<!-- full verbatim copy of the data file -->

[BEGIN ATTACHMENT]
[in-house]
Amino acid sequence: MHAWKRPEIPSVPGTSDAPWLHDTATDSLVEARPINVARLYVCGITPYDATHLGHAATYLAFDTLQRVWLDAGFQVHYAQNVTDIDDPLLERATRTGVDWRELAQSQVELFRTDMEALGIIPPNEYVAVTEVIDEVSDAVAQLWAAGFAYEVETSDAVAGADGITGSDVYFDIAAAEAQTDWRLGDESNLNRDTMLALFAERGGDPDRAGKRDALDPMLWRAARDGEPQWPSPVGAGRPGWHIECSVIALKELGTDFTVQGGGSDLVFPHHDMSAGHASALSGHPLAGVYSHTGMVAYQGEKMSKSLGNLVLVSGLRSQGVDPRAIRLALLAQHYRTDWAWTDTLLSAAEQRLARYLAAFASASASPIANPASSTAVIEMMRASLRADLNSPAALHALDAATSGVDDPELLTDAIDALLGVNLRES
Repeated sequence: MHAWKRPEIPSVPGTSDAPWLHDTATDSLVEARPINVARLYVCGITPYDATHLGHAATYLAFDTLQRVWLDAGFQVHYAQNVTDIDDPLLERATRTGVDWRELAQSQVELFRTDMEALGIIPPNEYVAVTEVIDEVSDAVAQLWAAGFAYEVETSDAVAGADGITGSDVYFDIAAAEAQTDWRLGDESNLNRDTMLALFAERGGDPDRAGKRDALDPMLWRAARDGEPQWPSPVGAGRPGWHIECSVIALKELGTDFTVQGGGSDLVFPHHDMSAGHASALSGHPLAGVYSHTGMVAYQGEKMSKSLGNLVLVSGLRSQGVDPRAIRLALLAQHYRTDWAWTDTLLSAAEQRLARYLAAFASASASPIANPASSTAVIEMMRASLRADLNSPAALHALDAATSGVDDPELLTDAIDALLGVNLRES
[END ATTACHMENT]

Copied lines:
[in-house]
Amino acid sequence: MHAWKRPEIPSVPGTSDAPWLHDTATDSLVEARPINVARLYVCGITPYDATHLGHAATYLAFDTLQRVWLDAGFQVHYAQNVTDIDDPLLERATRTGVDWRELAQSQVELFRTDMEALGIIPPNEYVAVTEVIDEVSDAVAQLWAAGFAYEVETSDAVAGADGITGSDVYFDIAAAEAQTDWRLGDESNLNRDTMLALFAERGGDPDRAGKRDALDPMLWRAARDGEPQWPSPVGAGRPGWHIECSVIALKELGTDFTVQGGGSDLVFPHHDMSAGHASALSGHPLAGVYSHTGMVAYQGEKMSKSLGNLVLVSGLRSQGVDPRAIRLALLAQHYRTDWAWTDTLLSAAEQRLARYLAAFASASASPIANPASSTAVIEMMRASLRADLNSPAALHALDAATSGVDDPELLTDAIDALLGVNLRES
Repeated sequence: MHAWKRPEIPSVPGTSDAPWLHDTATDSLVEARPINVARLYVCGITPYDATHLGHAATYLAFDTLQRVWLDAGFQVHYAQNVTDIDDPLLERATRTGVDWRELAQSQVELFRTDMEALGIIPPNEYVAVTEVIDEVSDAVAQLWAAGFAYEVETSDAVAGADGITGSDVYFDIAAAEAQTDWRLGDESNLNRDTMLALFAERGGDPDRAGKRDALDPMLWRAARDGEPQWPSPVGAGRPGWHIECSVIALKELGTDFTVQGGGSDLVFPHHDMSAGHASALSGHPLAGVYSHTGMVAYQGEKMSKSLGNLVLVSGLRSQGVDPRAIRLALLAQHYRTDWAWTDTLLSAAEQRLARYLAAFASASASPIANPASSTAVIEMMRASLRADLNSPAALHALDAATSGVDDPELLTDAIDALLGVNLRES